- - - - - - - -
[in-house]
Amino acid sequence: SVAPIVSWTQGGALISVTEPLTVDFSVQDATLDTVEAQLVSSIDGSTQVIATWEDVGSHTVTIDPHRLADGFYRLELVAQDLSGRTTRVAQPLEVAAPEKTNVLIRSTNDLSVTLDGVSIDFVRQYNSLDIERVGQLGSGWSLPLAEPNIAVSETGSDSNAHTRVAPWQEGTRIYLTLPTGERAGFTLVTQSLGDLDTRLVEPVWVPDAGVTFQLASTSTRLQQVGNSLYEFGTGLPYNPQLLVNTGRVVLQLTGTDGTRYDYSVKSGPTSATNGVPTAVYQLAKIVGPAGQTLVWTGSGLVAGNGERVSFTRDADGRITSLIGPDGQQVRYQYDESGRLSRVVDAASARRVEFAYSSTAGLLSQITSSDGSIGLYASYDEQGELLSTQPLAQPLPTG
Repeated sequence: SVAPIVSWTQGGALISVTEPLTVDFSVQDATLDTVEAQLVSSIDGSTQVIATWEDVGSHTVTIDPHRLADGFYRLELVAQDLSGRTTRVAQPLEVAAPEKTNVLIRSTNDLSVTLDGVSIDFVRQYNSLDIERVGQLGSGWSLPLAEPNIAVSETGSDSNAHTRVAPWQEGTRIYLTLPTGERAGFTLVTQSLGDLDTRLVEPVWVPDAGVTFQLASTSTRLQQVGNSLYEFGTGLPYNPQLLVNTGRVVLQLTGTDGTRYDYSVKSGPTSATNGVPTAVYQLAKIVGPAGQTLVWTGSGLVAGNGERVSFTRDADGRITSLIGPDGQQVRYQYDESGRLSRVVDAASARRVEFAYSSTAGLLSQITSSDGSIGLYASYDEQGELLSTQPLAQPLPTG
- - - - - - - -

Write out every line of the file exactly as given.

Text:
[in-house]
Amino acid sequence: SVAPIVSWTQGGALISVTEPLTVDFSVQDATLDTVEAQLVSSIDGSTQVIATWEDVGSHTVTIDPHRLADGFYRLELVAQDLSGRTTRVAQPLEVAAPEKTNVLIRSTNDLSVTLDGVSIDFVRQYNSLDIERVGQLGSGWSLPLAEPNIAVSETGSDSNAHTRVAPWQEGTRIYLTLPTGERAGFTLVTQSLGDLDTRLVEPVWVPDAGVTFQLASTSTRLQQVGNSLYEFGTGLPYNPQLLVNTGRVVLQLTGTDGTRYDYSVKSGPTSATNGVPTAVYQLAKIVGPAGQTLVWTGSGLVAGNGERVSFTRDADGRITSLIGPDGQQVRYQYDESGRLSRVVDAASARRVEFAYSSTAGLLSQITSSDGSIGLYASYDEQGELLSTQPLAQPLPTG
Repeated sequence: SVAPIVSWTQGGALISVTEPLTVDFSVQDATLDTVEAQLVSSIDGSTQVIATWEDVGSHTVTIDPHRLADGFYRLELVAQDLSGRTTRVAQPLEVAAPEKTNVLIRSTNDLSVTLDGVSIDFVRQYNSLDIERVGQLGSGWSLPLAEPNIAVSETGSDSNAHTRVAPWQEGTRIYLTLPTGERAGFTLVTQSLGDLDTRLVEPVWVPDAGVTFQLASTSTRLQQVGNSLYEFGTGLPYNPQLLVNTGRVVLQLTGTDGTRYDYSVKSGPTSATNGVPTAVYQLAKIVGPAGQTLVWTGSGLVAGNGERVSFTRDADGRITSLIGPDGQQVRYQYDESGRLSRVVDAASARRVEFAYSSTAGLLSQITSSDGSIGLYASYDEQGELLSTQPLAQPLPTG